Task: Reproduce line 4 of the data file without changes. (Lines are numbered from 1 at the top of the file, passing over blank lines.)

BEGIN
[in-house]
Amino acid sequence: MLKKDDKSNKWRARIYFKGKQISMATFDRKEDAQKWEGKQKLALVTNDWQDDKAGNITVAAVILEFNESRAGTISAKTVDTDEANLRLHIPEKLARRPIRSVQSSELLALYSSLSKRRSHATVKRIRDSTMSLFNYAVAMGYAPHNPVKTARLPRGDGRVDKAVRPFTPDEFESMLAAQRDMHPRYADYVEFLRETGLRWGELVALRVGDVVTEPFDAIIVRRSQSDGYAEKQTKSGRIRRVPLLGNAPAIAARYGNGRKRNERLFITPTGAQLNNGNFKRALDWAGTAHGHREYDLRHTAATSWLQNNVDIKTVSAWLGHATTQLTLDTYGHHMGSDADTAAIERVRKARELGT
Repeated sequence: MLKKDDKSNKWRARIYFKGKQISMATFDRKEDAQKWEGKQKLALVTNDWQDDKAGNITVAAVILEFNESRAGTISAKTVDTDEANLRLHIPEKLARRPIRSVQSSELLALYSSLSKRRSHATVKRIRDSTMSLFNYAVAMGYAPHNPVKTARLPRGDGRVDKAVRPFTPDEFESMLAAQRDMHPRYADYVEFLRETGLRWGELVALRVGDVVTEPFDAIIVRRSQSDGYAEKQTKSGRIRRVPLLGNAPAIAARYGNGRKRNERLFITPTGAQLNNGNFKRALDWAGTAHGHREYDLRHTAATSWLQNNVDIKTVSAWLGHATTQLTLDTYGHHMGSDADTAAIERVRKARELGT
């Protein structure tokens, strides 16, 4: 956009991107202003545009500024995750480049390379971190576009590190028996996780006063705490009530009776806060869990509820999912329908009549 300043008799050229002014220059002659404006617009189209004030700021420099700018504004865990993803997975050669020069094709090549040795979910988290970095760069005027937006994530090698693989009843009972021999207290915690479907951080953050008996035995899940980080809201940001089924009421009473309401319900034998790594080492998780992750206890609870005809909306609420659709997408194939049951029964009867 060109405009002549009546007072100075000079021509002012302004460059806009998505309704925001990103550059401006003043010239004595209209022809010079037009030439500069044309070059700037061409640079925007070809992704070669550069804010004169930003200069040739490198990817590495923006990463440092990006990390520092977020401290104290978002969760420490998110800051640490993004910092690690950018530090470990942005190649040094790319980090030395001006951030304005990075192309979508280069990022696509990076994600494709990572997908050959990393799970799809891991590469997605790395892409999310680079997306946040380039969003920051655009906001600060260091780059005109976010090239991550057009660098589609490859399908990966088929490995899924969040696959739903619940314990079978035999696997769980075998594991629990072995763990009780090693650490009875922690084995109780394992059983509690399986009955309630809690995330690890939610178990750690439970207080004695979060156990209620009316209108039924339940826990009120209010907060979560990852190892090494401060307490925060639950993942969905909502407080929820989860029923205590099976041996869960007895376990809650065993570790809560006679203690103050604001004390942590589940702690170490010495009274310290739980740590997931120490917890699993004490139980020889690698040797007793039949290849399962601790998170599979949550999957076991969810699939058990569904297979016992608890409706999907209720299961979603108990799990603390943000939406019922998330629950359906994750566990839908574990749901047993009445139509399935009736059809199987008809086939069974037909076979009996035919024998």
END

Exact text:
């Protein structure tokens, strides 16, 4: 956009991107202003545009500024995750480049390379971190576009590190028996996780006063705490009530009776806060869990509820999912329908009549 300043008799050229002014220059002659404006617009189209004030700021420099700018504004865990993803997975050669020069094709090549040795979910988290970095760069005027937006994530090698693989009843009972021999207290915690479907951080953050008996035995899940980080809201940001089924009421009473309401319900034998790594080492998780992750206890609870005809909306609420659709997408194939049951029964009867 060109405009002549009546007072100075000079021509002012302004460059806009998505309704925001990103550059401006003043010239004595209209022809010079037009030439500069044309070059700037061409640079925007070809992704070669550069804010004169930003200069040739490198990817590495923006990463440092990006990390520092977020401290104290978002969760420490998110800051640490993004910092690690950018530090470990942005190649040094790319980090030395001006951030304005990075192309979508280069990022696509990076994600494709990572997908050959990393799970799809891991590469997605790395892409999310680079997306946040380039969003920051655009906001600060260091780059005109976010090239991550057009660098589609490859399908990966088929490995899924969040696959739903619940314990079978035999696997769980075998594991629990072995763990009780090693650490009875922690084995109780394992059983509690399986009955309630809690995330690890939610178990750690439970207080004695979060156990209620009316209108039924339940826990009120209010907060979560990852190892090494401060307490925060639950993942969905909502407080929820989860029923205590099976041996869960007895376990809650065993570790809560006679203690103050604001004390942590589940702690170490010495009274310290739980740590997931120490917890699993004490139980020889690698040797007793039949290849399962601790998170599979949550999957076991969810699939058990569904297979016992608890409706999907209720299961979603108990799990603390943000939406019922998330629950359906994750566990839908574990749901047993009445139509399935009736059809199987008809086939069974037909076979009996035919024998």